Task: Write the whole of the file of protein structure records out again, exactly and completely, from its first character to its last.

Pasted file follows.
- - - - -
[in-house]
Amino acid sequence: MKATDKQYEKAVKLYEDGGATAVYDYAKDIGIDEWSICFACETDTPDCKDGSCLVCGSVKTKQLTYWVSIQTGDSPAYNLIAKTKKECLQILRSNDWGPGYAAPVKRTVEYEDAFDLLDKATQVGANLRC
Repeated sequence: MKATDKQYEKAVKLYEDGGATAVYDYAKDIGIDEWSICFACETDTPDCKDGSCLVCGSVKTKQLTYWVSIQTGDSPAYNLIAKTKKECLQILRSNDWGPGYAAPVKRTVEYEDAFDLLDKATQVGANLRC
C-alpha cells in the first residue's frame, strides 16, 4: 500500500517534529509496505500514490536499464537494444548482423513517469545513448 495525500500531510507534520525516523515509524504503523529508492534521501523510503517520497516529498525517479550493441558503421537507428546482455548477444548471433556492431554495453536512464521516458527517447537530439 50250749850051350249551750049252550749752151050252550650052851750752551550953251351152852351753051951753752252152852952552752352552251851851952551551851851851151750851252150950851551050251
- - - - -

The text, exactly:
[in-house]
Amino acid sequence: MKATDKQYEKAVKLYEDGGATAVYDYAKDIGIDEWSICFACETDTPDCKDGSCLVCGSVKTKQLTYWVSIQTGDSPAYNLIAKTKKECLQILRSNDWGPGYAAPVKRTVEYEDAFDLLDKATQVGANLRC
Repeated sequence: MKATDKQYEKAVKLYEDGGATAVYDYAKDIGIDEWSICFACETDTPDCKDGSCLVCGSVKTKQLTYWVSIQTGDSPAYNLIAKTKKECLQILRSNDWGPGYAAPVKRTVEYEDAFDLLDKATQVGANLRC
C-alpha cells in the first residue's frame, strides 16, 4: 500500500517534529509496505500514490536499464537494444548482423513517469545513448 495525500500531510507534520525516523515509524504503523529508492534521501523510503517520497516529498525517479550493441558503421537507428546482455548477444548471433556492431554495453536512464521516458527517447537530439 50250749850051350249551750049252550749752151050252550650052851750752551550953251351152852351753051951753752252152852952552752352552251851851952551551851851851151750851252150950851551050251